This, says Manfred Karremann of the Humane Society International, is the only way consumers can be sure that fur trim, lining or products used in winter overcoats are not made from dog or cat pelts. Karremann's documentary, currently being broadcast by the Humane Society of the United States on the internet, makes harrowing watching. Not only are cats and dogs clubbed, skinned, and groin-bled alive (better for the skins apparently) before your eyes, but Karremann and the Society's investigators take you on a grizzly, no-holds-barred trail that reveals how 2 million skins annually find their way into Britain, Germany, France, and Italy.
The pipeline starts in Harbin, in northern China, where German shepherds are farmed and their pelts sold for about $8 each, or in the Philippines and Thailand where cats are farmed or kept domestically for twice-yearly fur auctions. Brokers buy pelts by the ton or the "plate" - six to eight pelts stitched together so they are harder to identity as cat or dog - and then import them into "safe" countries (with no ban on these pelts) such as Germany and the UK. Brokers in London or Leipzig then sell them on to buyers from fashion houses for a handsome mark-up.
In Italy and Germany, they are popular with manufacturers for use in ski boots, bed sheets, golf gloves, car upholstery and as cheap lower-end fur trim, called Gae-Wolf, used extensively on coats sold in department stores. It is in this form, investigators say, that cat and dog fur makes its way back into Britain, and into the US, major importers of middle-market clothes from Italy and Germany. Karremann's webumentry has caused such a scandal in the US that a Senate Bill is being debated to stop such imports.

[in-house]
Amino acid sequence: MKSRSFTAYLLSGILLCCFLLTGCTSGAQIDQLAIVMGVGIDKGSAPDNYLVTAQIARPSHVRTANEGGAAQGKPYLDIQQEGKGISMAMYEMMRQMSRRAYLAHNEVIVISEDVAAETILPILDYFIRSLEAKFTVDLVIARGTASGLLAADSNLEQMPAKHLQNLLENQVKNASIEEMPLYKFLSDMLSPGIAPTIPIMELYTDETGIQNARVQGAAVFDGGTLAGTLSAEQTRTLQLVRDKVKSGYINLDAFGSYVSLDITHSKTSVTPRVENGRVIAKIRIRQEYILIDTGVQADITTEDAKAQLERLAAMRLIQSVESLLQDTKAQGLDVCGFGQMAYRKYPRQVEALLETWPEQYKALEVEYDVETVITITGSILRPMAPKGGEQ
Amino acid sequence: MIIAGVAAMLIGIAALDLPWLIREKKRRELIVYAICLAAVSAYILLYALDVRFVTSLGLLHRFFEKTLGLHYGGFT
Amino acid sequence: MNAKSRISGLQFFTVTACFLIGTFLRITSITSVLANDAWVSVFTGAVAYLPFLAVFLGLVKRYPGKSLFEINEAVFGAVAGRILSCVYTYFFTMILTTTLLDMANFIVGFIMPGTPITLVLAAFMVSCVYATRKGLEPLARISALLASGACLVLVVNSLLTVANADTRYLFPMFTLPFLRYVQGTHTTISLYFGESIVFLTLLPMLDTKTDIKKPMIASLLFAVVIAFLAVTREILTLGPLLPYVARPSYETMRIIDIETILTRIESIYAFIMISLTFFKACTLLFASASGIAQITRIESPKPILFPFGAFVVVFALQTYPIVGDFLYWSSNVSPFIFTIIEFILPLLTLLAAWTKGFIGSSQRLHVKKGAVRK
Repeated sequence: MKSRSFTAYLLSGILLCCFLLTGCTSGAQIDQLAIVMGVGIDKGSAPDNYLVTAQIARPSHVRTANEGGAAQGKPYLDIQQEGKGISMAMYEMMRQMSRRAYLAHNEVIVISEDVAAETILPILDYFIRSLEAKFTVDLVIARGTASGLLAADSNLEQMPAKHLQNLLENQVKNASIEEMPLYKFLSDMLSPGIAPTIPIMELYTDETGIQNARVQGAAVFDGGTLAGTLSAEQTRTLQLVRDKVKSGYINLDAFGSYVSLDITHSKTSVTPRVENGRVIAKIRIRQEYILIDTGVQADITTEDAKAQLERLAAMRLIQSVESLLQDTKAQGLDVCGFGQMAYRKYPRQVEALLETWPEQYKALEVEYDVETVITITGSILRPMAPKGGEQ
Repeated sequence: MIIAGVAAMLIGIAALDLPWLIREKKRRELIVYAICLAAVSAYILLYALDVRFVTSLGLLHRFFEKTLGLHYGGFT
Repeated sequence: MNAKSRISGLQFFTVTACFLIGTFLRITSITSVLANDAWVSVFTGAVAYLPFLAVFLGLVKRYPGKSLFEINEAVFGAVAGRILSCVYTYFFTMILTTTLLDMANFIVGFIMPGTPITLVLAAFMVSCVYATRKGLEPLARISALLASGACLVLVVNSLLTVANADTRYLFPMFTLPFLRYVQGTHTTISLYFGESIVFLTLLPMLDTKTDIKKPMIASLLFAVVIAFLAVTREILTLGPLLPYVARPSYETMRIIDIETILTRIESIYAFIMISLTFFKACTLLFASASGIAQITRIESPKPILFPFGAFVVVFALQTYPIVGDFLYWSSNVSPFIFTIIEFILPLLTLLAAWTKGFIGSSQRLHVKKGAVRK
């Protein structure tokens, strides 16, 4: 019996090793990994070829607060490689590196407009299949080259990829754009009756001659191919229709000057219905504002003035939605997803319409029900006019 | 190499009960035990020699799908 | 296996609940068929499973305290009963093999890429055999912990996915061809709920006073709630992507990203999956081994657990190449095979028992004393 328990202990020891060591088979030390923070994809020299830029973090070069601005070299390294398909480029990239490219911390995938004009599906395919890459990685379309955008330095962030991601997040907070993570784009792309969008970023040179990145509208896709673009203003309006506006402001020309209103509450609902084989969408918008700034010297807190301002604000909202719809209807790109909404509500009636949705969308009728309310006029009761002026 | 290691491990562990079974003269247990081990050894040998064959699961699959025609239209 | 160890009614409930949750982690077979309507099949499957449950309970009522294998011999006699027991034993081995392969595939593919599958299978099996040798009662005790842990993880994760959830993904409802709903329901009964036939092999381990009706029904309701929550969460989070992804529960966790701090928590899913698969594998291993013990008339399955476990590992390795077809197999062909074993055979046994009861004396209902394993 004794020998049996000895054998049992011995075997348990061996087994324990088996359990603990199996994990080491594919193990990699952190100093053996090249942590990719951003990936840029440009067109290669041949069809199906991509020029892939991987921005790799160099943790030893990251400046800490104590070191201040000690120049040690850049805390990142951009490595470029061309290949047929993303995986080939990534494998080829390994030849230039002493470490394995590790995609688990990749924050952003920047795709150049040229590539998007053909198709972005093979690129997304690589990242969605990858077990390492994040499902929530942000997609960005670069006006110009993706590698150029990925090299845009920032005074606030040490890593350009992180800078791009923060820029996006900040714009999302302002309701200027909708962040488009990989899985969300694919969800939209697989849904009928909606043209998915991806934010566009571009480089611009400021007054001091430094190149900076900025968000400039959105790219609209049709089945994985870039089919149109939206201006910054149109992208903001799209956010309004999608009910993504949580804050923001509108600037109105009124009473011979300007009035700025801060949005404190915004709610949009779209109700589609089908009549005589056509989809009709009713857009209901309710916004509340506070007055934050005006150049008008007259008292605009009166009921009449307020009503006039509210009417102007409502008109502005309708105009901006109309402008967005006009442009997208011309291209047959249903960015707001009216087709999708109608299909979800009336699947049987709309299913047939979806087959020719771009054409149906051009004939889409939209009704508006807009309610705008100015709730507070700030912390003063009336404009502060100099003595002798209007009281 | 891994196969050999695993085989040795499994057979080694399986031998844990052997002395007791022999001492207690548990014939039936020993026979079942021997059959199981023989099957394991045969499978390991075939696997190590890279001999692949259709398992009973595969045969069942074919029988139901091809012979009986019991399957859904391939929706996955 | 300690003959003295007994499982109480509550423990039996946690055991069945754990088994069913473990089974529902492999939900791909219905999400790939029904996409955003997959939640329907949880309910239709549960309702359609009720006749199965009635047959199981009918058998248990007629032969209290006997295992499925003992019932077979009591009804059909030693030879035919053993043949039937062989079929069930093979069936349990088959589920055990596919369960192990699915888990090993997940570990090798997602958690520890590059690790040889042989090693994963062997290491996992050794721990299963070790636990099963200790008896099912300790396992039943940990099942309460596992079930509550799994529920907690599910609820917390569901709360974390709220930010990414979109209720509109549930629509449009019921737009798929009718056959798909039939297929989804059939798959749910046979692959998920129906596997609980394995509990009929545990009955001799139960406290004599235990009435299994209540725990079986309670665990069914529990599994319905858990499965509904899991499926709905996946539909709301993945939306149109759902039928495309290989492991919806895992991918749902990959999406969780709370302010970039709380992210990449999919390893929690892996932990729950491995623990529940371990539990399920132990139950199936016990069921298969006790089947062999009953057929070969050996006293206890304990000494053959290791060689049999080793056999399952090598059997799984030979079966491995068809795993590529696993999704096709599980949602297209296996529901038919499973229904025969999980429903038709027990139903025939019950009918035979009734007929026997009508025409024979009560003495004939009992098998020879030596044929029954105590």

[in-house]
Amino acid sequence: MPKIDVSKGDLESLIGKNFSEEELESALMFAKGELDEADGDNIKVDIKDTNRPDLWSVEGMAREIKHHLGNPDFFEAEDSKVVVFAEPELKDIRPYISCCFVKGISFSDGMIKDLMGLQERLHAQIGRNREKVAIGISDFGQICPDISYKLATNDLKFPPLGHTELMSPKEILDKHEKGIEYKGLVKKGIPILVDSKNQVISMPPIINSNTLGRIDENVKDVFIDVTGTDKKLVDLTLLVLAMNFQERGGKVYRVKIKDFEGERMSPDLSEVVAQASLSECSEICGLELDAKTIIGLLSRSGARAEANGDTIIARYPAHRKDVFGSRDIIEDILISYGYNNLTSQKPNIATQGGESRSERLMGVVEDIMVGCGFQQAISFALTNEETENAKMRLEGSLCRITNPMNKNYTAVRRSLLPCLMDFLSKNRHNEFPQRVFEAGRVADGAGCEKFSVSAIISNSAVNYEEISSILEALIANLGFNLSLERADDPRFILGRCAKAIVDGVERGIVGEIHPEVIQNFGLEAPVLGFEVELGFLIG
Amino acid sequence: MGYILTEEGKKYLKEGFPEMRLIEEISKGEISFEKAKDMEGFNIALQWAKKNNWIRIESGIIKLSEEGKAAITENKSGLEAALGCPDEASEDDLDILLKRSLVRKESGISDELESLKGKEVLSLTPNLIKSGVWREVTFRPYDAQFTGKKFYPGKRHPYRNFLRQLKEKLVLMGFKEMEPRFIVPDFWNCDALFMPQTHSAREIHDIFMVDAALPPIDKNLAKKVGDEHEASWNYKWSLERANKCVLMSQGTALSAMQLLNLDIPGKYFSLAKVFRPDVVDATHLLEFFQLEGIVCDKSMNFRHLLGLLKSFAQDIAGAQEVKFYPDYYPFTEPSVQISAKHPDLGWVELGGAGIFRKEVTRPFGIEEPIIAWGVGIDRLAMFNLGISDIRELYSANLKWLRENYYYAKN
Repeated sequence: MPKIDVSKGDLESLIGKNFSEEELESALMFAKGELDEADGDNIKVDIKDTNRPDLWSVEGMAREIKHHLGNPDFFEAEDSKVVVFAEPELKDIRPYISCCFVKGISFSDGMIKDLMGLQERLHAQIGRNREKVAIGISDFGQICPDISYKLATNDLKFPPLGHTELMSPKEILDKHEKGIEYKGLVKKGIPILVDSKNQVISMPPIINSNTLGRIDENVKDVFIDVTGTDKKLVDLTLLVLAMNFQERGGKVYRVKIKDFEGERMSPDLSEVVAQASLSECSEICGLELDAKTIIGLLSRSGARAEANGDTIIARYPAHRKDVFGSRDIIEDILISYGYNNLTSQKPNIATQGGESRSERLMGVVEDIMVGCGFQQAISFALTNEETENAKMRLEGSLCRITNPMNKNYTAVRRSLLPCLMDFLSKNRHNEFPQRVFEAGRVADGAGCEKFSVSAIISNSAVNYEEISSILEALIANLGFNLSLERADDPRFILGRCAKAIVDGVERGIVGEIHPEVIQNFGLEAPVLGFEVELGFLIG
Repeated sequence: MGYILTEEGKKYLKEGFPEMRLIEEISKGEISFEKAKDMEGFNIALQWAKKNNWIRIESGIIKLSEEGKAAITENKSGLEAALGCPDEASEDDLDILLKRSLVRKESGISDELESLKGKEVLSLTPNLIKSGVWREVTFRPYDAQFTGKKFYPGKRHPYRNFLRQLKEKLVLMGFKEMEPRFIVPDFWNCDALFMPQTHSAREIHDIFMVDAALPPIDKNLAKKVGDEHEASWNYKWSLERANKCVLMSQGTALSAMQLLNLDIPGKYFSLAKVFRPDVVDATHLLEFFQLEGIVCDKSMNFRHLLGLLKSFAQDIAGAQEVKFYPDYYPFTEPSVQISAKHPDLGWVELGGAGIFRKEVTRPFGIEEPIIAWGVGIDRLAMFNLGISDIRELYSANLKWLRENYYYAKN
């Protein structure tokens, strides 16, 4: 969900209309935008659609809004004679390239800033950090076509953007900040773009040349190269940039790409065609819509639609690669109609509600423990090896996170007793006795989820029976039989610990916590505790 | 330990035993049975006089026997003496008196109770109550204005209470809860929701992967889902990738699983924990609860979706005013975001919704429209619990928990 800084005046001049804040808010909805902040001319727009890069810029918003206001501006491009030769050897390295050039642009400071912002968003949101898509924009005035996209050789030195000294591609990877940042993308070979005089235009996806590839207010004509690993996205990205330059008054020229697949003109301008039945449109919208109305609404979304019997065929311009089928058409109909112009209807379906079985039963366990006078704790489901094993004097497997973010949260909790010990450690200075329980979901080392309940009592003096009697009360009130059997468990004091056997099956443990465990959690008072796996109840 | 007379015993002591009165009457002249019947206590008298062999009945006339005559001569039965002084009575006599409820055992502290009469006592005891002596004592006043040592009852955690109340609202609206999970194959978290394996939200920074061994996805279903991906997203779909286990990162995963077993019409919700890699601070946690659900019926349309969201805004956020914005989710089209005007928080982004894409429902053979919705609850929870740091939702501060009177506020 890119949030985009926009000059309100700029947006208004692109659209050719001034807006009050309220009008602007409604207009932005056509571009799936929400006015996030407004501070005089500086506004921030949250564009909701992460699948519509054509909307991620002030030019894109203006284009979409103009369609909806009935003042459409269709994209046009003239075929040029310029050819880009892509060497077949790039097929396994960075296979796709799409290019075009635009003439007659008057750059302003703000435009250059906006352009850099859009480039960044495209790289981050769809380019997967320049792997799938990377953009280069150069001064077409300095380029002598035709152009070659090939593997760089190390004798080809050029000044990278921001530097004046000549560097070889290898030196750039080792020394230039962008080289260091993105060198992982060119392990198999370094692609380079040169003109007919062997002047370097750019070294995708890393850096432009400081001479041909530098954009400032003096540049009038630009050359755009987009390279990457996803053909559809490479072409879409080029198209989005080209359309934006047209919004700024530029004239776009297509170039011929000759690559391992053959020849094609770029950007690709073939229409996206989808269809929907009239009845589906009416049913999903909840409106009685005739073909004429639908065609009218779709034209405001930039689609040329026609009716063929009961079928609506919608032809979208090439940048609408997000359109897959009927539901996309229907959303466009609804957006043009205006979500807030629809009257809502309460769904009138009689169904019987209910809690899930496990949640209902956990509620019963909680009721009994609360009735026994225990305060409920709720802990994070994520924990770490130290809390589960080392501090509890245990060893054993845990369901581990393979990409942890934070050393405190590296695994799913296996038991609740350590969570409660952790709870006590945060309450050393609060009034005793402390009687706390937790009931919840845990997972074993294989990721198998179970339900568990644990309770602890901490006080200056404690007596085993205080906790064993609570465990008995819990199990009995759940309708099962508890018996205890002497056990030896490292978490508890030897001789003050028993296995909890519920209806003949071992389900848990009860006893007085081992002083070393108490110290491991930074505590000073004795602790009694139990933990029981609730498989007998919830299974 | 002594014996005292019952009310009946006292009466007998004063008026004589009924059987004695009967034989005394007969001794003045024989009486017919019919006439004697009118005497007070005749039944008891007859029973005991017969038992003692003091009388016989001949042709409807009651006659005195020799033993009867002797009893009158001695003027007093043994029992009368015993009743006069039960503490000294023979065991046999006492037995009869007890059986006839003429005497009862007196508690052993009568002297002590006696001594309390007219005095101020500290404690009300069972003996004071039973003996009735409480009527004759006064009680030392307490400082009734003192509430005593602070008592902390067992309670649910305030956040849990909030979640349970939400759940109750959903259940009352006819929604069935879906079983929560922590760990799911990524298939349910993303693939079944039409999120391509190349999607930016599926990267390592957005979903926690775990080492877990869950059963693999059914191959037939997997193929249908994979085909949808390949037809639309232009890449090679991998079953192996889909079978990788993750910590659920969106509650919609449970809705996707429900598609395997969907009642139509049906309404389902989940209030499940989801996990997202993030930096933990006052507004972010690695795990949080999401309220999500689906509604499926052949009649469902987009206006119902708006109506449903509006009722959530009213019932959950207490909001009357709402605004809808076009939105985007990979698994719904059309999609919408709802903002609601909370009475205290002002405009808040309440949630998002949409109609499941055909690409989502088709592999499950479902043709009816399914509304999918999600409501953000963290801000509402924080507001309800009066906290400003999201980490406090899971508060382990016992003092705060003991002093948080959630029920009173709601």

But there is no similar action being take here. "Retailers have no idea what clothes are made from," says Kerry Wyler, of London Animal Action. "And even if they did, there is no legislation to say that they'd have to tell consumers. We've found catskin accessories in kiosks along Oxford Street, and in Chinatown, and people like Alaska Brokerage are importing them, so somebody must be buying them. But you don't see designers or retailers saying, `Look, here's catskin, try it'."
According to Chris Scott-Gray of the British Menswear Council, it really is a case of retailers not knowing. And if they did? "The Clinton Principle applies - don't ask and we won't tell. But I think most would draw the line at cat and dog." Designer and retailers I spoke to agreed. No, they didn't do dog, but yes, a lot of clothing imports did come from Italy and Germany - but no, they didn't DNA test them. Too costly. Or as Peta's Andrew Butler puts it, "likely to tell them things they don't really want to know about." And this, he says, is true of fashion folk generally - they say no to fur but when you talk to them about "other fashionable skins and how they are harvested, at best they plead ignorance, at worst they say there's little they can do about it."
And, of course, ignorance equals profit. Which probably explains why when I asked them, designers and shoe retailers using anaconda, cobra, python, or alligator either pleaded ignorance on how skins were collected, or attempted to cast themselves in the role of eco-cobblers, saying that most skins they used had been shed by the animal in questions. That's what reptiles do, don't they?